Pakistan + 1 more

Pakistan: Two more refugee camps in Balochistan to close

Format
News and Press Release
Source
Posted
Originally published
[This report does not necessarily reflect the views of the United Nations]

ISLAMABAD, 17 June (IRIN) - Following a recent decision to close 14 Afghan refugee camps in Pakistan's North Waziristan agency - part of the western tribal belt - by the end of June, Islamabad, together with the office of the United Nations High Commissioner For Refugees (UNHCR) announced on Friday the closure of two more camps in the southern Balochistan province within the next two months.

"The Jungle Pir Alizai camp in Pishin district would be closed by 31 July while the second [camp], Girdi Jungle, located in the Dalbandin area of Chagai district would be closed by the end of August, offering its residents a choice of repatriation or relocation to another camp," Jack Redden, a spokesman for UNHCR in Islamabad, said.

According to this year's census of Afghans in the country, Balochistan province has close to 800,000 Afghan refugees, of whom 155,000 were living in the northern district of Pishin, including some 64,000 in three camps. The southern district of Chagai has about 62,000 Afghans - the majority of whom live in four camps.

The Pakistani government has cited security and alleged criminal activity in the camps in recent months in justifying its decision to close down the two refugee facilities.

"Besides government concerns, the humanitarian agencies operating in these camps are also having difficulty in access and security," Redden said. Although refugees in the two camps have been informed about the decision, the schedule for extra staffing to facilitate the repatriation cases would be announced later, he added.

Some 20,000 residents of Jungle Pir Alizai camp and another 43,000 Afghans living in Girdi Jungle can avail the UNHCR's continuing voluntary repatriation assistance package or relocate to Mohammed Kheil camp near the provincial capital, Quetta.

The UN refugee agency is providing basic medical care, primary education and water and sanitation services in some 145 camps across the country, including 12 in Balochistan province, one in Punjab province and some 132 in the North West Frontier Province (NWFP) and tribal areas.

The standard assistance package for Afghan refugees includes a travel grant of US $3 to $30 per person, depending on the distance to the destination and another $12 per person to help returnees re-establish themselves in Afghanistan.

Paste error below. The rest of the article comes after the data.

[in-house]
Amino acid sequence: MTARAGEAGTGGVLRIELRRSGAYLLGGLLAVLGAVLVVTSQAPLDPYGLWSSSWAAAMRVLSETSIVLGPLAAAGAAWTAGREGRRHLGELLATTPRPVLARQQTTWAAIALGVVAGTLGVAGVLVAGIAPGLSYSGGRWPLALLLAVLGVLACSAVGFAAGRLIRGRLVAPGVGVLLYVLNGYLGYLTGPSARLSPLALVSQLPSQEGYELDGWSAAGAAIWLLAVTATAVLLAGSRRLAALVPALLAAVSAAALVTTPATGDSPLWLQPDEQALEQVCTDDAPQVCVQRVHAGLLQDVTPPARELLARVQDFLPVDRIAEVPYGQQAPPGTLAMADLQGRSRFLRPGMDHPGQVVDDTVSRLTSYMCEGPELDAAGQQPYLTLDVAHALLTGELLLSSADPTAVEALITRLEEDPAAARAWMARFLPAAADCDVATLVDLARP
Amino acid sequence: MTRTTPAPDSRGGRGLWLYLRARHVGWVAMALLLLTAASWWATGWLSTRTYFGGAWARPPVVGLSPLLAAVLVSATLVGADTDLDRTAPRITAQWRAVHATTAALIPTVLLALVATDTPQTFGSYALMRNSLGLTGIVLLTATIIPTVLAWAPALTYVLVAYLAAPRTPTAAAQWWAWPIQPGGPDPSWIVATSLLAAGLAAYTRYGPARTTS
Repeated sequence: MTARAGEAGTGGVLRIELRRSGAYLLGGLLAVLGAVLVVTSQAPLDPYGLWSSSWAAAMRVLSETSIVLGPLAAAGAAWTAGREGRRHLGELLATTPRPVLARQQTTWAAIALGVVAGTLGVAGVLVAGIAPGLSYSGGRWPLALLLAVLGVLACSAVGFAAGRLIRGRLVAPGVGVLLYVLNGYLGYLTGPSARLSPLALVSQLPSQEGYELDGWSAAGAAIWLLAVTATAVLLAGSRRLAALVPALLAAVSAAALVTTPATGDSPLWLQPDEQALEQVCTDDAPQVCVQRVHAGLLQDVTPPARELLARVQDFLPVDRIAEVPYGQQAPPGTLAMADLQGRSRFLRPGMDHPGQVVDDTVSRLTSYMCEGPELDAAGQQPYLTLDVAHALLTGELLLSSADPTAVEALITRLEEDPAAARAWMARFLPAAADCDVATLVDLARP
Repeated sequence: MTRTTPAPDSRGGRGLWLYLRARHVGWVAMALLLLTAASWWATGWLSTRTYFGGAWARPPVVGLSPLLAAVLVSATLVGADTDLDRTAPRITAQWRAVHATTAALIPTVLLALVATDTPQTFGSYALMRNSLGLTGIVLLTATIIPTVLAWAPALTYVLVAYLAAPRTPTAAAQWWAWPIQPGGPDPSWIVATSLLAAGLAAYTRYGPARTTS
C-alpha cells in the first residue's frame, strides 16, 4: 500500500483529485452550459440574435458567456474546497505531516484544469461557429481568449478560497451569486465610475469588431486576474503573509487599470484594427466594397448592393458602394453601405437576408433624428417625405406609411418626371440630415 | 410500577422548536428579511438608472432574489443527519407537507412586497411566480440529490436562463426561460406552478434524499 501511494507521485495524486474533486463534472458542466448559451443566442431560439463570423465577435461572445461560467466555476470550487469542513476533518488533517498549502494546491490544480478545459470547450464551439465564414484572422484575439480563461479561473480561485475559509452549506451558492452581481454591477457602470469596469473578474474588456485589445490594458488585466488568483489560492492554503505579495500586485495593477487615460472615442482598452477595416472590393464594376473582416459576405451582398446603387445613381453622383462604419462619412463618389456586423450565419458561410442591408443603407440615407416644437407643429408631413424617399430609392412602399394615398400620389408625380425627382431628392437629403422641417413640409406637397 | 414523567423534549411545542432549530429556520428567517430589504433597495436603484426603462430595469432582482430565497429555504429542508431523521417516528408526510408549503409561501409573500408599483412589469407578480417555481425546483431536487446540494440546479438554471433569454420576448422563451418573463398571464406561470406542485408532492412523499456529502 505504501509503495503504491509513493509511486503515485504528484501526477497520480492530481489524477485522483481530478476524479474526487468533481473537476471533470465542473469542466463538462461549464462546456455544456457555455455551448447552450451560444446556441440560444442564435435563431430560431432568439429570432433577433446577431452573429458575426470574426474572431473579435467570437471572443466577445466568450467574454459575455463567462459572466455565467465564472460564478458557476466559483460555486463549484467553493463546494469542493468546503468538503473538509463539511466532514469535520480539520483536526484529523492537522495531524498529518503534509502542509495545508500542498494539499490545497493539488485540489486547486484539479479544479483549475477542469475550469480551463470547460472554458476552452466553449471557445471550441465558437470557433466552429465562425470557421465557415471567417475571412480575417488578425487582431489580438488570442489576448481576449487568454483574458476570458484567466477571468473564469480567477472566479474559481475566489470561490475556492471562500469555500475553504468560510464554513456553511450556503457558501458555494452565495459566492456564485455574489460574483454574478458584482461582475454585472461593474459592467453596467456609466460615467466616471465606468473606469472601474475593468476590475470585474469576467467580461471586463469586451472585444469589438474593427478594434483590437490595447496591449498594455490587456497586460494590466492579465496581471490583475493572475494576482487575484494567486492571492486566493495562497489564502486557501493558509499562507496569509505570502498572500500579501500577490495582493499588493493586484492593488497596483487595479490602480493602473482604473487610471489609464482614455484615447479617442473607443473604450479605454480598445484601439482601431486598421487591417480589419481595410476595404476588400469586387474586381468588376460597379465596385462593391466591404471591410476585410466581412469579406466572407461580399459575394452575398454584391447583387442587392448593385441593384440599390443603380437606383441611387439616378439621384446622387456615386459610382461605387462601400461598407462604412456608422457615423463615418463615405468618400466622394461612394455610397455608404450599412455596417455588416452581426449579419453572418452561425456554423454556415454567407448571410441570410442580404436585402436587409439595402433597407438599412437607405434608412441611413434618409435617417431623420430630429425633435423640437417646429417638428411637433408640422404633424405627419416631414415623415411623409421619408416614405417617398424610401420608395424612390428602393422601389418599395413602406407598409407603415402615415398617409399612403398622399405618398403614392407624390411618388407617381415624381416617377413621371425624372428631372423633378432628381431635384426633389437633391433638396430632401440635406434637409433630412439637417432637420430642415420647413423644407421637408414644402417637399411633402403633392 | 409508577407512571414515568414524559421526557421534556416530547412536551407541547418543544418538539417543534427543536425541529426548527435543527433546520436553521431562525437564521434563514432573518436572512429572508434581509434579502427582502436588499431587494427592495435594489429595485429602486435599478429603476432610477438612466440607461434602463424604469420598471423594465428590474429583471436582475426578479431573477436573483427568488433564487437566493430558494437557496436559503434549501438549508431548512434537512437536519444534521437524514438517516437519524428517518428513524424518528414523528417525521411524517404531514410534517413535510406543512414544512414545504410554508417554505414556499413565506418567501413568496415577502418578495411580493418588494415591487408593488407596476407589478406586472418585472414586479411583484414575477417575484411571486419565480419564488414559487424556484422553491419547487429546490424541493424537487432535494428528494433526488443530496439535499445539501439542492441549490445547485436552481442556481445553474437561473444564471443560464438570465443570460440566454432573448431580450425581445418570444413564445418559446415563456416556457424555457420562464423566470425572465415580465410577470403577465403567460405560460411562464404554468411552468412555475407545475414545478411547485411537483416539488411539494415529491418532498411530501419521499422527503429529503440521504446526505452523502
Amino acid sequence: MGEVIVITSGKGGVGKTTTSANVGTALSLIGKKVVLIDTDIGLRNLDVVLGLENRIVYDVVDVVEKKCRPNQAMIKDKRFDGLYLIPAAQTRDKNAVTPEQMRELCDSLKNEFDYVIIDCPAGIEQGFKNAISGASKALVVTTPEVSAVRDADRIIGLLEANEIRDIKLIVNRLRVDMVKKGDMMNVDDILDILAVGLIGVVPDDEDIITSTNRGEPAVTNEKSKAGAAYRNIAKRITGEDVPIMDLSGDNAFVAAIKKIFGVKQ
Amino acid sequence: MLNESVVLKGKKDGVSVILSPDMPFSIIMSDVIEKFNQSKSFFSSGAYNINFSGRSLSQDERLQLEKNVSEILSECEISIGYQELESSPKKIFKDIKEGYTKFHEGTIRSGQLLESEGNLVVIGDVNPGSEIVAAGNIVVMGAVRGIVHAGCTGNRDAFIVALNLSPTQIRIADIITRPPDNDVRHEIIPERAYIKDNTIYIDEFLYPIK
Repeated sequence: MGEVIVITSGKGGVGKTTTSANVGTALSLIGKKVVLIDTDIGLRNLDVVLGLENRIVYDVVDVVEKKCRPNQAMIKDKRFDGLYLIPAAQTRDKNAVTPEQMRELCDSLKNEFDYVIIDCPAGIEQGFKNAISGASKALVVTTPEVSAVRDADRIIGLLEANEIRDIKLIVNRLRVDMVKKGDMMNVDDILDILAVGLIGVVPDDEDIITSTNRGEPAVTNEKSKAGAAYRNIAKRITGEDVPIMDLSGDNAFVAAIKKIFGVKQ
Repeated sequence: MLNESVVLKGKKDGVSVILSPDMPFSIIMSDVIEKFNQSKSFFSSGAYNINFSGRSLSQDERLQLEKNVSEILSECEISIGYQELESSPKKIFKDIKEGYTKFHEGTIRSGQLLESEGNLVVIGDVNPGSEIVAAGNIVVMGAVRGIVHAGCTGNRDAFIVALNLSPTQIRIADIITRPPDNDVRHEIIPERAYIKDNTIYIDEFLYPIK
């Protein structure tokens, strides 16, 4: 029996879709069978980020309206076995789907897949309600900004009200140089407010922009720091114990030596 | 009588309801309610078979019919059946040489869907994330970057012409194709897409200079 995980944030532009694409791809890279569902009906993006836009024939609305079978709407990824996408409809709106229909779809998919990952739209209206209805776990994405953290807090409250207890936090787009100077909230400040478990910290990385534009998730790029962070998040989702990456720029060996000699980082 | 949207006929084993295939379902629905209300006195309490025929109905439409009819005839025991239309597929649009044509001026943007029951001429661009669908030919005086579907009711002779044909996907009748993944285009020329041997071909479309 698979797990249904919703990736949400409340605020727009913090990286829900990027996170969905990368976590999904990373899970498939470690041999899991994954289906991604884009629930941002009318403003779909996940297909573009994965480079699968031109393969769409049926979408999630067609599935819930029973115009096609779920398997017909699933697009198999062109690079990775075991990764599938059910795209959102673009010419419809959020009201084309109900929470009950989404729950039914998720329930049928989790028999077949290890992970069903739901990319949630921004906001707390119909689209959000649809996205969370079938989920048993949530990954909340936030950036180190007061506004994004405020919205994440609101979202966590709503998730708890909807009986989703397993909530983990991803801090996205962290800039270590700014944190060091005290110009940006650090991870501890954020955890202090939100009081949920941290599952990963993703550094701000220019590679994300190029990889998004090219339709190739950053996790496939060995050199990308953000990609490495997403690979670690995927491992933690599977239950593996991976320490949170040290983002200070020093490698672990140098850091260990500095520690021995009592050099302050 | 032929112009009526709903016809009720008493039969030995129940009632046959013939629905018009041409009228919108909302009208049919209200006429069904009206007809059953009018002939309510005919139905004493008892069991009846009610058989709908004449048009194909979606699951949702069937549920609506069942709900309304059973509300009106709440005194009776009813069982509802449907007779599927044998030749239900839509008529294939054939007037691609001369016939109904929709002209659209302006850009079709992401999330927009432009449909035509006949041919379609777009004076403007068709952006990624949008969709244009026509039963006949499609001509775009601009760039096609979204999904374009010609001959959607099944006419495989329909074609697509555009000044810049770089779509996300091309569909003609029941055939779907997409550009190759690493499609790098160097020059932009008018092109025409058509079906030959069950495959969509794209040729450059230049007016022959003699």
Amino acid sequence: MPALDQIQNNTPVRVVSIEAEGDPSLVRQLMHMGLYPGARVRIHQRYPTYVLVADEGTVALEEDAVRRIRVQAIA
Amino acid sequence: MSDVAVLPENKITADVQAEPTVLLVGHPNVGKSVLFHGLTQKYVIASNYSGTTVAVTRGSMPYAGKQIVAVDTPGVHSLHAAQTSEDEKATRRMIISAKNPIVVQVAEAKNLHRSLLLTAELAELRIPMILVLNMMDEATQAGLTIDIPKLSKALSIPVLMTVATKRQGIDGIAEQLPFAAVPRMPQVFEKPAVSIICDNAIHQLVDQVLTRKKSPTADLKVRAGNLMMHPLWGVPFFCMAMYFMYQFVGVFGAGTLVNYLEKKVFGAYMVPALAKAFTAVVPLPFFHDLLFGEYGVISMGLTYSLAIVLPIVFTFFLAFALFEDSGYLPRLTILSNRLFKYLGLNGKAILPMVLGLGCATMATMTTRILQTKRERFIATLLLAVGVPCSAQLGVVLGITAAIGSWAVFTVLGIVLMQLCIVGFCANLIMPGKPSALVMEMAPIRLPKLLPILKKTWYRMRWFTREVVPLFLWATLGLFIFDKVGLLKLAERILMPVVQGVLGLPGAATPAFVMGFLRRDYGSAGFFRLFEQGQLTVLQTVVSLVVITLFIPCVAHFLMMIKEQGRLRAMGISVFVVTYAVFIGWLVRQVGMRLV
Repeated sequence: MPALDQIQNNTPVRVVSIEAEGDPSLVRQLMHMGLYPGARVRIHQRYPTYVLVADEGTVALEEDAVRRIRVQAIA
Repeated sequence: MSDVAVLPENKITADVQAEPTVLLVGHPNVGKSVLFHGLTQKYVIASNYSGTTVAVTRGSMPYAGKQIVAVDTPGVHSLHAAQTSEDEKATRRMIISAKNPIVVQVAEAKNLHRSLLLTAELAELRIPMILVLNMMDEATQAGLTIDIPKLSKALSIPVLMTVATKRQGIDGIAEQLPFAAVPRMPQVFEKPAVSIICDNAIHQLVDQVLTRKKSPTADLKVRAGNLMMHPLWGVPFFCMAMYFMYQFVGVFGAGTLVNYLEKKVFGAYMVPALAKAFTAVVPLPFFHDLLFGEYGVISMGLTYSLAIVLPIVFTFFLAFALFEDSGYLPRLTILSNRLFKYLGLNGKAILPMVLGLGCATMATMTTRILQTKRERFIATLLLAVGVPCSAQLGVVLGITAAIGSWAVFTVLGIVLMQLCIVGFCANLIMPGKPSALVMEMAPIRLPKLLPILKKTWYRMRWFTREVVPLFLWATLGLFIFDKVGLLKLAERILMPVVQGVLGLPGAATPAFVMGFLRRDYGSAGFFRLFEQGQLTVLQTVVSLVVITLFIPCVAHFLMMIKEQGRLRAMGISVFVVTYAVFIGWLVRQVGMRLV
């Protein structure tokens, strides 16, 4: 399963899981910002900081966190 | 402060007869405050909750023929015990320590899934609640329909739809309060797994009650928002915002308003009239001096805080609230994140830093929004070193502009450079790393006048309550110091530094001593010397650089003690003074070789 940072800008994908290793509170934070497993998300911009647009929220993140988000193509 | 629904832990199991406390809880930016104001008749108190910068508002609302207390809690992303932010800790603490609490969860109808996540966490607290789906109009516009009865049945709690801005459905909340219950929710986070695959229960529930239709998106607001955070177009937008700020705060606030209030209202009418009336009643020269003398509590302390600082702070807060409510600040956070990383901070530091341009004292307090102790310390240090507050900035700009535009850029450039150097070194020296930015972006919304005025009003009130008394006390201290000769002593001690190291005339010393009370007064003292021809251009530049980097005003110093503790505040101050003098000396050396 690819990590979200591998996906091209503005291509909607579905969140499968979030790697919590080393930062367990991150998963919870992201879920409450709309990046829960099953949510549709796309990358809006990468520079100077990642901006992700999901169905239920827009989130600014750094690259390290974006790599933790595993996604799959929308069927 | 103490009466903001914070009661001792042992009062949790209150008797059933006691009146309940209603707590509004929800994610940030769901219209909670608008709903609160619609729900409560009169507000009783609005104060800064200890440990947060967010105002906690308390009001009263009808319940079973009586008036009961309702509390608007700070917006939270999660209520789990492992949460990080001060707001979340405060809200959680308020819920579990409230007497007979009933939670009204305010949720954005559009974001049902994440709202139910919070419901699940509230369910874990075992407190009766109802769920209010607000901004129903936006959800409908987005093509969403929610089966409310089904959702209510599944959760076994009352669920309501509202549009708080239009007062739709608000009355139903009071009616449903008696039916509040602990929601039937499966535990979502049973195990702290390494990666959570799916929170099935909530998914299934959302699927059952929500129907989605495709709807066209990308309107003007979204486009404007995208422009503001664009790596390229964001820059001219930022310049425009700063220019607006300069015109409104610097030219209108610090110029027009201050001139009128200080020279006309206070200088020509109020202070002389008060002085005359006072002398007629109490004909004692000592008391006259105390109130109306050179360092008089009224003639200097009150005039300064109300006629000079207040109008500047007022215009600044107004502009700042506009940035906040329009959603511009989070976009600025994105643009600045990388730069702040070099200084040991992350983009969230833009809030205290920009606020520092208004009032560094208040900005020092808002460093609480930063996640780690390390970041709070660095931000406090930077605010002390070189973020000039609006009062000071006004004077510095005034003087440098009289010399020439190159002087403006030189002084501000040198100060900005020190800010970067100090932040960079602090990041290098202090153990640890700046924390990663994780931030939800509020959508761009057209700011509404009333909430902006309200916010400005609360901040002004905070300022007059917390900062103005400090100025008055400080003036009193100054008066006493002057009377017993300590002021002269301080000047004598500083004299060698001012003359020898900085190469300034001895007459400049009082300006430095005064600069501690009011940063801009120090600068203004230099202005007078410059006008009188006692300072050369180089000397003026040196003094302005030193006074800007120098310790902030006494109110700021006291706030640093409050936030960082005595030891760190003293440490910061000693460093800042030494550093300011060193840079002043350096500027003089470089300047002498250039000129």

Since 2003, the closing of Afghan refugee camps in Pakistan has been continuing in parallel with the repatriation operation that began in March 2002, which is governed by a tripartite agreement between UNHCR and the governments of Afghanistan and Pakistan.

In 2003, UNHCR closed an unofficial camp on the border between Pakistan's southern Balochistan province and Afghanistan where some 20,000 Afghans were stranded since late 2001. However, in 2004, with more Afghans drawn home by improving conditions, more than a dozen "new" camps, were established in Pakistan's western border areas to shelter Afghans fleeing the 2001 war in Afghanistan were closed. In addition another 30,000 Afghans from restive South Waziristan tribal agency were also asked to move out in June 2004.

Under the voluntary repatriation assistance programme, the UN refugee agency has helped some 2.4 million Afghans to return to their homeland during over the past three years, which is described as the largest repatriation operation in the agency's 57 years.

[ENDS]

[This Item is Delivered to the "Asia-English" Service of the UN's IRIN humanitarian information unit, but may not necessarily reflect the views of the United Nations. For further information, free subscriptions, or to change your keywords, contact e-mail: IRIN@ocha.unon.org or Web: http://www.irinnews.org . If you re-print, copy, archive or re-post this item, please retain this credit and disclaimer. Reposting by commercial sites requires written IRIN permission.]

Copyright (c) UN Office for the Coordination of Humanitarian Affairs 2005